Archer Shirt, though no archery for me yet.

My first ever button-up shirt!  A relatively pain-free experience with Grainline’s wonderful Archer Button Up Shirt.

Archer Button Up Shirt in cream viscose.

Archer Button Up Shirt in cream viscose.

Bit stupid of me to photograph a white shirt against a white background.  Sorry about that.

I wanted to sew something that would go with my grey Thurlow trousers, and I thought the Archer Button Up Shirt would be perfect.  My plan is to sew a wardrobe of clothes which make mix and matching possible if not easy, so I knew I needed a dress shirt.  Would you believe I don’t actually own one?  At all?  Obviously, this needed to be rectified.

I once tried to sew a button up shirt (which doesn’t count as being my first time since I never completed it) which was some kind of stiff cotton. Don’t-ask-me-to-bend-my-arms stiff.  I decided to be extra cautious and make a drapey Archer, so I decided to try viscose.  Viscose is also supposed to be less wrinkly, though I don’t think anyone has told my Archer shirt.  Still wrinkly.

Archer with French Seams and Hand-Stitched Collar

Archer w/ French Seams & Hand-Stitched Collar

There were a lot of firsts with this project, too, and I took my time with it.  I decided to sew French seams, both to learn the technique and because I thought the visose might be a little transparent.  It isn’t, and the seams aren’t visible through the shirt, but I’m glad I sewed the French seams.  The places I shop don’t have clothes with French seams.

I cut a size 2, since my measurements are EXACTLY the size 2 measurements.  Sadly, the shirt is too tight for me across my upper back.  No archery for me in this top.  It’s wearable, but I like to be able to move in the clothes I wear, which is why I like knits so much, and while I don’t expect to feel as free in woven fabrics, this shirt is definitely in the going-to-need-to-sew-another-one-to-replace-this-one camp.  I already have the viscose purchased.

Andrea’s Archer shirt hangs off her shoulders a bit (I love dropped shoulders), so I thought mine would, but you can see they certainly don’t on me.  Must be my manly shoulders.  I actually spent a couple of hours SEARCHING for a dress shirt pattern with dropped shoulders, but I could only find some 80s monstrosity.  And lots of websites telling me how hideous dropped shoulders are. And I thought they were sexy >sigh<.  Kind of casual I’m-wearing-my-man’s-shirt-with-nothing-else-but-undies vibe.  But style sites tell me I am wrong.  I am sure these anti-dropped-shoulder posts were written by women with sloping shoulders.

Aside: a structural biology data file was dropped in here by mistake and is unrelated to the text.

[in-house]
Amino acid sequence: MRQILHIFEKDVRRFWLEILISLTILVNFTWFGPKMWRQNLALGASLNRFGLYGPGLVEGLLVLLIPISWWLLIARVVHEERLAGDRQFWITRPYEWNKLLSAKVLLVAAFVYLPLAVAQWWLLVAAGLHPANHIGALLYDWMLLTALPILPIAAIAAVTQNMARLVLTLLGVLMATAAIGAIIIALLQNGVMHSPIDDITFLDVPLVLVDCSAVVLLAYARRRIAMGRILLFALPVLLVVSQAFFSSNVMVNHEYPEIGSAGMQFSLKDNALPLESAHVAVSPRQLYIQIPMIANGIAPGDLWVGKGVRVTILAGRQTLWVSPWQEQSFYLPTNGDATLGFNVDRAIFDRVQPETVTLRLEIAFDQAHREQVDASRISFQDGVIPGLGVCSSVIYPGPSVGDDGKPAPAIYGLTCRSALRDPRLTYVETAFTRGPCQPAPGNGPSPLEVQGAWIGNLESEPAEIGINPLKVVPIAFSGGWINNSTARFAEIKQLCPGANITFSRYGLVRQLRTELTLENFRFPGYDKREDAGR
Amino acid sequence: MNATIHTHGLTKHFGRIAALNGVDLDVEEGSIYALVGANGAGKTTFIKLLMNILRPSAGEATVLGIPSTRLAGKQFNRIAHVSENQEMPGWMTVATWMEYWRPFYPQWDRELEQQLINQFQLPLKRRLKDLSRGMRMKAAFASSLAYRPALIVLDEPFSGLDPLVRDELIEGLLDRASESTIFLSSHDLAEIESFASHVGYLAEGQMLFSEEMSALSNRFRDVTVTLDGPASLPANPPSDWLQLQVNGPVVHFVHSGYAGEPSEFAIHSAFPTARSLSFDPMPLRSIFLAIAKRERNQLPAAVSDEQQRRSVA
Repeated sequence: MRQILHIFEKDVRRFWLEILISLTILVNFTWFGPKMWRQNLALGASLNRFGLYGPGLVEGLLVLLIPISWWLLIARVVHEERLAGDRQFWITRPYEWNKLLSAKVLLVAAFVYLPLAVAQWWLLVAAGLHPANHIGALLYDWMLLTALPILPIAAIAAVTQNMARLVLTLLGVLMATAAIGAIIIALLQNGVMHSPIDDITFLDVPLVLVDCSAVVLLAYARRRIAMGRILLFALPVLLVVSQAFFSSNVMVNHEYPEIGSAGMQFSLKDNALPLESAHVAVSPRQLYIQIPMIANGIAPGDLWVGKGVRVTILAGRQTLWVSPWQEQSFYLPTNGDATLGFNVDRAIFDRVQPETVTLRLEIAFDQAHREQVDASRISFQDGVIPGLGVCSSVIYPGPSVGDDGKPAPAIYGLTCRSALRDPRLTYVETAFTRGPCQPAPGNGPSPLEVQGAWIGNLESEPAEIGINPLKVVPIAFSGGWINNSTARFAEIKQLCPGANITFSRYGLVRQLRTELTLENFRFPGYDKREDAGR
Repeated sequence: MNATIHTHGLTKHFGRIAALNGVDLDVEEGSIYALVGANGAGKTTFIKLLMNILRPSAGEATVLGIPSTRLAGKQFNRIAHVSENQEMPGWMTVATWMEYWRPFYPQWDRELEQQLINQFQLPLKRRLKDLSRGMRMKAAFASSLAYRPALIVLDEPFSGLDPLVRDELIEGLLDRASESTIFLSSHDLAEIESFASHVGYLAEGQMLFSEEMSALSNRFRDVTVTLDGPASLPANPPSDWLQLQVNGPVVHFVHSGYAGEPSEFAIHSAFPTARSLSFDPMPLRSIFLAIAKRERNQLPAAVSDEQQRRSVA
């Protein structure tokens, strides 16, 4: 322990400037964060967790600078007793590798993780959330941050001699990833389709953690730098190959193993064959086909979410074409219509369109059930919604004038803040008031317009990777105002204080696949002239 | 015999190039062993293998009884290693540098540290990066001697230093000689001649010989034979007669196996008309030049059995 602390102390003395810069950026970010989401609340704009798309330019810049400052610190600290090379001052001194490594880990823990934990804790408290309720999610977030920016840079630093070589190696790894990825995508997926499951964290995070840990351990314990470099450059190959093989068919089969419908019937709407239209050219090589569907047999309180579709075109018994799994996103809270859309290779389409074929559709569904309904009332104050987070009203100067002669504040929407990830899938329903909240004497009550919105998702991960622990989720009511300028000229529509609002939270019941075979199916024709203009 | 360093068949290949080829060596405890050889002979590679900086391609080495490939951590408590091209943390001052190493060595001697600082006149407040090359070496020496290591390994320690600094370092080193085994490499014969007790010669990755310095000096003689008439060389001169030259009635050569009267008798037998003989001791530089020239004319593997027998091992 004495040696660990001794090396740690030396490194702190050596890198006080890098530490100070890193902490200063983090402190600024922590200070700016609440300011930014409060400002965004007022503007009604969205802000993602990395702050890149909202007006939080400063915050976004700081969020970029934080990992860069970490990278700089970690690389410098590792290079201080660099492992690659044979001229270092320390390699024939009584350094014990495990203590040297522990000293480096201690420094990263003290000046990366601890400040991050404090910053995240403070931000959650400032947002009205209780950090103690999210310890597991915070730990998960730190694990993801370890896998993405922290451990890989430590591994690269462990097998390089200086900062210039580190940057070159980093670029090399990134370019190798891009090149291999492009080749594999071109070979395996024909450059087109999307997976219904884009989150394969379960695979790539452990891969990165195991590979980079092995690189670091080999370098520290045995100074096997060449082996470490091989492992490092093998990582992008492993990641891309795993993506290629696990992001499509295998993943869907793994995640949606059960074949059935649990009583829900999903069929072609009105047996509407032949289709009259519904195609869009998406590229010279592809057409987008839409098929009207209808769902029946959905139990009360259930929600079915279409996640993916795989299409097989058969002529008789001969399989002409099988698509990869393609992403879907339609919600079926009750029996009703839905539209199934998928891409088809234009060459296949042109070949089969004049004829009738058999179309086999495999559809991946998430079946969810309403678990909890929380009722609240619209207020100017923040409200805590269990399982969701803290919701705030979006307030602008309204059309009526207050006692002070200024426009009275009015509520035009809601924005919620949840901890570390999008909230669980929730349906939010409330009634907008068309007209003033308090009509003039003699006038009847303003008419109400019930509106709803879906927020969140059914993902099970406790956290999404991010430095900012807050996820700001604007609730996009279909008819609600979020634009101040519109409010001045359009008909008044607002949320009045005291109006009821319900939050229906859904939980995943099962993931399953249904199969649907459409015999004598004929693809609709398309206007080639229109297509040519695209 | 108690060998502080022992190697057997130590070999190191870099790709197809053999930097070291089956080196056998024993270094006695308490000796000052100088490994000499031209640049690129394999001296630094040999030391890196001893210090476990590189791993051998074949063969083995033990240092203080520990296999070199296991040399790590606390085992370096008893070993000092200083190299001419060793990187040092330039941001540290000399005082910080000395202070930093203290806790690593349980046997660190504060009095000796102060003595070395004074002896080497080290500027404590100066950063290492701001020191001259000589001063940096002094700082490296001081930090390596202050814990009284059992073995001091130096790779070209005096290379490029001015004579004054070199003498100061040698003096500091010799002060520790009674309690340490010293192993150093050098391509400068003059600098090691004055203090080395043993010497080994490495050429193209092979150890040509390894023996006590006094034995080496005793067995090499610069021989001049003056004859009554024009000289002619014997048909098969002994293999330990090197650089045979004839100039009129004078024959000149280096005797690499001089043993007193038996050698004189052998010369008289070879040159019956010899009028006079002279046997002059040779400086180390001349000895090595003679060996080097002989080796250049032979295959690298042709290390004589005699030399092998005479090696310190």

definitely not a dropped shoulder

definitely not a dropped shoulder

The length of the shirt is a bit short for my liking.  When I raise my arms, I like my shirt to stay tucked in.  Of course, I could remedy this by sewing high-waisted pants to wear with this Archer, but I fear this:

mom jeans

I’d rather just wear longer shirts.  Too late, I notice that Andrea added 3 inches to the length.  I will definitely be doing that on my next Archer.

I like my collars a bit larger than the one in this pattern, so next time, I will try to replace the collar piece with something from another pattern.  Also, I used a very drapey interfacing on the collar, and it really needed more structure.

I wanted a crisp collar peeking out the top of my jumper.  Someone give that collar some viagra, stat!

I wanted a crisp collar peeking out the top of my jumper. Someone give that collar some viagra, stat!

I used Jen’s Archer Sewalong Tutorial.  I expected to just be able to go by the sewalong instructions, but I actually found that I needed BOTH the pattern instructions AND the tutorial at times.

I love this pattern.  For my ABSOLUTE WARDROBE BASICS, I want a drapey white/cream top which FITS as well as a nice, crisp cotton shirting Archer.  And then I will look at the ‘extras’.  Gingham.  Plaid, maybe.   White collarless and sleeveless.  And so on.

I do still want a fitted dress shirt, but this is definitely going to be my TNT dress shirt pattern.  Yay, Archer!

Augst 2014_5731

 

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